Boxing: A nerve-racking 1999 - the year the action went down to the wire: Lewis made to fight for his just desserts

World Heavyweight Championship, New York Lennox Lewis v Evander Holyfield

WHEN THE bell rang to sound the end of the 12th and final round at Madison Square Garden last 13 March, Lennox Lewis threw his arms into the air. Frank Maloney, his manager, wearing his Union Jack suit, leapt into the ring and skipped around with joy. Boxing would have its first British-born undisputed world heavyweight champion for the first time this century. But a couple of minutes later, as the referee read the scores from the three judges, faces began to fall in the Lewis camp.

As it became clear that one judge had given the fight to Lewis and another to his opponent, Evander Holyfield, while the third had scored it a draw, arguments broke out around the ringside. They raged on at the official press conference an hour later, and continued for a further eight months, until Lewis and Holyfield met again, in Las Vegas, and settled the argument in Lewis's favour.

Essentially, the dispute over the first verdict had been caused by differing views of the sport. For a heavyweight champion, supposedly the most fearsome man on earth, Lewis is a curiously unaggressive boxer. His love of chess can be seen in his desire to do only what is necessary to win a fight. This he defines as landing the greater number of blows within the target area. He does not believe that it is necessarily his job to hurt or humiliate or even knock down his opponent, as long as the basic criterion for victory has been met. To Holyfield, on the other hand, boxing is the hurting game, not a fistic version of chess, or target golf.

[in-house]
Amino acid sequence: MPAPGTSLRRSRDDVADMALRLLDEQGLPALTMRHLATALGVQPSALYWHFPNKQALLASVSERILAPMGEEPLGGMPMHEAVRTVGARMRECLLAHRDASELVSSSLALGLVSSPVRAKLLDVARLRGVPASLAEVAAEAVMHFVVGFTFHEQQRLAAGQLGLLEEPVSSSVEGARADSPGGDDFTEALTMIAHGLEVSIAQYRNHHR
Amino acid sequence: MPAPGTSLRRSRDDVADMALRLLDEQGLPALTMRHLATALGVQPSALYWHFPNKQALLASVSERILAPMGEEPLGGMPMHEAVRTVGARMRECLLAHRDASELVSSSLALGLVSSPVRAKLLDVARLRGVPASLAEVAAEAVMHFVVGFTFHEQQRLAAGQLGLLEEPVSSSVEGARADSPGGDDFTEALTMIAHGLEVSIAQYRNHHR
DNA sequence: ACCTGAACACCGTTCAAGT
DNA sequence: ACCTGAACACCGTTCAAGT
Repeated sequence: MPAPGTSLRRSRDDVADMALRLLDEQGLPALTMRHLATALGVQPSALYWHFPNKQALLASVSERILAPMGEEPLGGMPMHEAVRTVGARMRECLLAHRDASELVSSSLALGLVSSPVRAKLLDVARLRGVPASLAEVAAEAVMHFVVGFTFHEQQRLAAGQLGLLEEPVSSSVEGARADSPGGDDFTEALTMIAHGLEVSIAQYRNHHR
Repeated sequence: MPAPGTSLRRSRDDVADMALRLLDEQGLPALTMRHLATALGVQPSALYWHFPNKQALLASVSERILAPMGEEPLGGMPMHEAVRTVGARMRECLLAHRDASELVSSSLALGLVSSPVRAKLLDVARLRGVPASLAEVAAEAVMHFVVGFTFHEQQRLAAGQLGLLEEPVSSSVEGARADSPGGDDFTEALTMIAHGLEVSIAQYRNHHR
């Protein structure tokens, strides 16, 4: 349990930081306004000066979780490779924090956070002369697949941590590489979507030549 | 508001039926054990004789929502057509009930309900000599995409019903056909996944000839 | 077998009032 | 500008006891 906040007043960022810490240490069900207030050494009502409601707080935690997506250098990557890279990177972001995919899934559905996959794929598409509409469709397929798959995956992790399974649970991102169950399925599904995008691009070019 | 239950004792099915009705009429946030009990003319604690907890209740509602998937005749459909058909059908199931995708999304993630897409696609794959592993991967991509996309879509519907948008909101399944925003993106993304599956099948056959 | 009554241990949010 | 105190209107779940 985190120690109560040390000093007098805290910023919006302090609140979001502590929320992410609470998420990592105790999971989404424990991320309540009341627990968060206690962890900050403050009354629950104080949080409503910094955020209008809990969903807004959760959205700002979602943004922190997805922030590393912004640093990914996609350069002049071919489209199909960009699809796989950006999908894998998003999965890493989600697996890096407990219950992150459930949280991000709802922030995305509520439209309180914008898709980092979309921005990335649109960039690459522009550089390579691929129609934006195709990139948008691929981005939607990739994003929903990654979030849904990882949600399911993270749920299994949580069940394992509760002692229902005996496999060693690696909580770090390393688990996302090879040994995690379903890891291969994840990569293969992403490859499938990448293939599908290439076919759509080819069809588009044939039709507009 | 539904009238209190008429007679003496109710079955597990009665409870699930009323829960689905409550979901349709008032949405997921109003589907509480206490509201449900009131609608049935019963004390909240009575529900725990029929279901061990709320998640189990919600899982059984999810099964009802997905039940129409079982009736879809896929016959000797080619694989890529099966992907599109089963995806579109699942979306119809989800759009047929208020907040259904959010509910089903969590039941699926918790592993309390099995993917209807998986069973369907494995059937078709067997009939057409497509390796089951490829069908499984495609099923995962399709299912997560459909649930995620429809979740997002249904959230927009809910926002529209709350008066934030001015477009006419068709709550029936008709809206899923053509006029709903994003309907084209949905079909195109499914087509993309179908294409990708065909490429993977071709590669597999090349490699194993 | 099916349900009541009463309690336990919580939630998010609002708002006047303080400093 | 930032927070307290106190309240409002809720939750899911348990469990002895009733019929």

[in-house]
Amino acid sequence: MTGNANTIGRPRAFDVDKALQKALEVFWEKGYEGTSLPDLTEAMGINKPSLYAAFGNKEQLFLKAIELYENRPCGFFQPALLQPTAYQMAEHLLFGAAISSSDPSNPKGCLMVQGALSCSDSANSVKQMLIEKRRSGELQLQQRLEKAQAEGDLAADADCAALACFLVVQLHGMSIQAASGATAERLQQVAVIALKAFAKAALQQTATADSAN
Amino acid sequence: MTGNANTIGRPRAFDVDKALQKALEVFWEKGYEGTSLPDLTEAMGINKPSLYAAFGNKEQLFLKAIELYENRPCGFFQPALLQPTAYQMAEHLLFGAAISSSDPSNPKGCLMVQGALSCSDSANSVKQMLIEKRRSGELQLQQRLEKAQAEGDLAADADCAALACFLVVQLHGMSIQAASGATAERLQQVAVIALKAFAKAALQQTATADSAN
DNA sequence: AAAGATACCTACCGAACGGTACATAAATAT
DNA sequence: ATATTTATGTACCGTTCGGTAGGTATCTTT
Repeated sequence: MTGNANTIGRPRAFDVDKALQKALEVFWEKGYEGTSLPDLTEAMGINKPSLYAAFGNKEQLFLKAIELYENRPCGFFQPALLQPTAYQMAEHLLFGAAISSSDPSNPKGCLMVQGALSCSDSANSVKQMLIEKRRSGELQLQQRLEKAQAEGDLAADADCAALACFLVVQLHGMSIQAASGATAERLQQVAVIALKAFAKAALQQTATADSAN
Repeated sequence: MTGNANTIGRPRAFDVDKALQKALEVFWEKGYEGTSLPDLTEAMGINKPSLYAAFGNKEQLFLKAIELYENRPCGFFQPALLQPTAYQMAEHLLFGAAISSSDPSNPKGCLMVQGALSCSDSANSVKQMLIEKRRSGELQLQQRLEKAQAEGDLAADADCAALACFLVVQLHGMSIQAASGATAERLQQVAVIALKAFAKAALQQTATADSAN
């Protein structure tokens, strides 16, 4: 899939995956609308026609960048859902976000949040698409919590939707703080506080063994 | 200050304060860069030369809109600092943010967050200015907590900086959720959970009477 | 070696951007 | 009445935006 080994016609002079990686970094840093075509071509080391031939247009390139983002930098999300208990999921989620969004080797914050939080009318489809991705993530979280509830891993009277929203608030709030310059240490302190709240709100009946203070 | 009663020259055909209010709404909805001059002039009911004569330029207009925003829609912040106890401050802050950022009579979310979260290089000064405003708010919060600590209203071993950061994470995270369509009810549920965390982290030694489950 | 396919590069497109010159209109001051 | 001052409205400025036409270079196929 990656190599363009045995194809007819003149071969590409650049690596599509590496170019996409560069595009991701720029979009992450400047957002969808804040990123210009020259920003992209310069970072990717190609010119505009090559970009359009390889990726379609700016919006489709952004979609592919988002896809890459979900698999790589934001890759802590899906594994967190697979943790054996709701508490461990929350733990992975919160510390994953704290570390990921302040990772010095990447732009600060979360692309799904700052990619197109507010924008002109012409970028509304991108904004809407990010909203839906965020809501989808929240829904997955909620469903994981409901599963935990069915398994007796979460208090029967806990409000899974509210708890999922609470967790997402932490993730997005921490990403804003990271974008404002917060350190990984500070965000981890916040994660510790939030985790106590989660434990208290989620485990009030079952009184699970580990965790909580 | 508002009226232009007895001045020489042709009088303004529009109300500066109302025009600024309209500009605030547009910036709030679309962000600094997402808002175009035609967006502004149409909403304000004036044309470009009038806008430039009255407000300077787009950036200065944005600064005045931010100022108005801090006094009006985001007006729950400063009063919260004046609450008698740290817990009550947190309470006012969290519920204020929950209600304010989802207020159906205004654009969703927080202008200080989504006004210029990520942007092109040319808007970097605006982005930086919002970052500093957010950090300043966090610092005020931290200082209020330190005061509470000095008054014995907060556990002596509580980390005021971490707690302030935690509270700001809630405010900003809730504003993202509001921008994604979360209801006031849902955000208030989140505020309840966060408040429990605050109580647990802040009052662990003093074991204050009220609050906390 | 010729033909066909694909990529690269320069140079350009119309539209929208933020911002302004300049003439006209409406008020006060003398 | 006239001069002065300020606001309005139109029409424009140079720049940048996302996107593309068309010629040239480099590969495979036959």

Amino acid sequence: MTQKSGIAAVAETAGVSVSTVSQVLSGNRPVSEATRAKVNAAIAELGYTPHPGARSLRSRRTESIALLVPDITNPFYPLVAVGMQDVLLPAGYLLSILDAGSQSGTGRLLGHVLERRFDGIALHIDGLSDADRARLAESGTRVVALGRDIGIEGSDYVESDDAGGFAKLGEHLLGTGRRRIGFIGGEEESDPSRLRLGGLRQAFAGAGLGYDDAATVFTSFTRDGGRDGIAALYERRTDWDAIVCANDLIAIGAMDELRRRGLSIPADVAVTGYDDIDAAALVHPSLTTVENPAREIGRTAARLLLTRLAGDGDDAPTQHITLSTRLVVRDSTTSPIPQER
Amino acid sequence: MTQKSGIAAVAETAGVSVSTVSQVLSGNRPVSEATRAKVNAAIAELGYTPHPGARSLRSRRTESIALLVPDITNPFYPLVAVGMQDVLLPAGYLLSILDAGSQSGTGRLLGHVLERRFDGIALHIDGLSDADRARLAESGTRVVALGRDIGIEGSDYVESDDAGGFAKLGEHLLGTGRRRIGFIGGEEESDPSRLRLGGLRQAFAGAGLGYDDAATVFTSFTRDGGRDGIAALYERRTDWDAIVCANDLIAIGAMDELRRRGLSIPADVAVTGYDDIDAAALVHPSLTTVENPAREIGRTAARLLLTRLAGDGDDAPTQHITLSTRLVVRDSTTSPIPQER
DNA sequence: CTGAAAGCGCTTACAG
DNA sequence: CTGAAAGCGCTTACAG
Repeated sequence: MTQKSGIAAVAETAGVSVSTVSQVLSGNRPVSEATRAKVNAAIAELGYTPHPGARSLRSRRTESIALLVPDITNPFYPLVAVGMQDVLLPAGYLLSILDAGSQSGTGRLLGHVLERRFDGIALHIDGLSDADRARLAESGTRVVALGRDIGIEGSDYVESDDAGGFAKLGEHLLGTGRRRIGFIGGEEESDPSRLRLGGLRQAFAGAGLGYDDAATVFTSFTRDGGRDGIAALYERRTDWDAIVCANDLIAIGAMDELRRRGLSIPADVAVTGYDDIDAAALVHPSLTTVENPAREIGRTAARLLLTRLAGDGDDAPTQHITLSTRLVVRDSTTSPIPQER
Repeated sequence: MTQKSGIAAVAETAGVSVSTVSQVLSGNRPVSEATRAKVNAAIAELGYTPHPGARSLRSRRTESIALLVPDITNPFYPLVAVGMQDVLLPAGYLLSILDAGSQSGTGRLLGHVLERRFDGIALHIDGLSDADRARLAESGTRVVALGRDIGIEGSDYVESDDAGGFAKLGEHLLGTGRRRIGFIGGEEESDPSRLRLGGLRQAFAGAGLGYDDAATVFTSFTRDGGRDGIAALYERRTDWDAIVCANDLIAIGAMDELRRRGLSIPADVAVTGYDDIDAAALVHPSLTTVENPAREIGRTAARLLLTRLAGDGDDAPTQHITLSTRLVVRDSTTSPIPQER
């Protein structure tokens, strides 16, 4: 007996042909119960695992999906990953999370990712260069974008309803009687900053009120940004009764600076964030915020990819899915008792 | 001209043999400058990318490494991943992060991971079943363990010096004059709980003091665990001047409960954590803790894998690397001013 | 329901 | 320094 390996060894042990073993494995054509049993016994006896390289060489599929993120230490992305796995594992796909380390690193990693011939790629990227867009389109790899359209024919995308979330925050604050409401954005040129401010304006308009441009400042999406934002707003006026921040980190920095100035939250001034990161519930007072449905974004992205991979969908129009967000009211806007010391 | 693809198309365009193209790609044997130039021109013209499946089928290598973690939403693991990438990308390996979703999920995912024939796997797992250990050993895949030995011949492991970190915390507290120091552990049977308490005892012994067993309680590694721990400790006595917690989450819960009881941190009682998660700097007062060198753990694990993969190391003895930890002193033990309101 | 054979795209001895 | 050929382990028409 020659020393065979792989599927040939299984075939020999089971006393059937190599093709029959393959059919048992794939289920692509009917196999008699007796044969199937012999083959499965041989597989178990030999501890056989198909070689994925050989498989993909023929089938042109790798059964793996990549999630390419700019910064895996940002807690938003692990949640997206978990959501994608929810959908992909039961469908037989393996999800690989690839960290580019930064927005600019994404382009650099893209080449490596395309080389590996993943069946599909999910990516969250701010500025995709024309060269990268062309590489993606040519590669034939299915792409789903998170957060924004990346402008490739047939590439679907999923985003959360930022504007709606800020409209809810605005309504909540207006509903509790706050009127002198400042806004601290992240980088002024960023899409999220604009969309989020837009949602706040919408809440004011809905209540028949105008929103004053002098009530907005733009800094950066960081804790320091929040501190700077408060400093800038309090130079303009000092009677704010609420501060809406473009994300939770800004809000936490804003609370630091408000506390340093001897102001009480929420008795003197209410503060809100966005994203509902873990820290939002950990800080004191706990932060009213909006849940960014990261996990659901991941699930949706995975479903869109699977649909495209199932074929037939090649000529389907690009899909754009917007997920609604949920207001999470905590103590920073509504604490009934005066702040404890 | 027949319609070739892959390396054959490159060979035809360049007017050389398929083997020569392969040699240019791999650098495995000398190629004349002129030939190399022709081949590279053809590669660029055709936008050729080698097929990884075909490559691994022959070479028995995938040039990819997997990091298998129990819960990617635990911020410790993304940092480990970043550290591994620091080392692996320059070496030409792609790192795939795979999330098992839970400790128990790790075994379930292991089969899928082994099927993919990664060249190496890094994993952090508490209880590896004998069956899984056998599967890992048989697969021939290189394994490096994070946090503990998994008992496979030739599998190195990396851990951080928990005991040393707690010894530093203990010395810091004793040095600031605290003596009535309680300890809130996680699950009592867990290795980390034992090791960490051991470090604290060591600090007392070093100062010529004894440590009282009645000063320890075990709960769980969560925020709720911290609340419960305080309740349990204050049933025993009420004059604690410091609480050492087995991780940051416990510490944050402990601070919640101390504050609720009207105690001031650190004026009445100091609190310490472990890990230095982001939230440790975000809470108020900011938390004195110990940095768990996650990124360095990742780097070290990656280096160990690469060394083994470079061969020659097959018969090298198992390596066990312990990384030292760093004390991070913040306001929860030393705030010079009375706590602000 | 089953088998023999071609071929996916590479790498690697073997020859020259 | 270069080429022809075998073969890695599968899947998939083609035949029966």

Some observers were therefore less impressed by the chief statistic produced to back up Lewis's protests - a total of 338 punches landed, to Holyfield's 130 - than with the basic desire to fight displayed by his American opponent, whose temperament seemed truer to the sport's essence. Those who shared that view accepted that some of the details of the judging were ridiculous, particularly the decisions of the International Boxing Federation judge, Eugenia Williams, of New Jersey, but tended to feel that justice had been provisionally served.

The fight's biggest punch, a short, straight right-hander which rocked Holyfield to his foundations with eight seconds of the final round remaining, seemed less of a testimony to Lewis's power than to his dangerous tendency to procrastinate. He was bigger, stronger and younger. Why on earth had he not ventured such a blow at some time during the preceding 35 minutes of boxing?

In November they met again, before a supposedly more expert Nevada judging panel, and the event turned out to be Holyfield-Lewis II in more than just its billing. In advance, Lewis had promised a more extravagant performance. In the event he stayed true to his cautious self and did just enough to warrant the verdict. They had made him box 24 rounds for the victory, he remarked when accepting the BBC's Sports Personality of the Year award. But they had paid him for 24 rounds, too.


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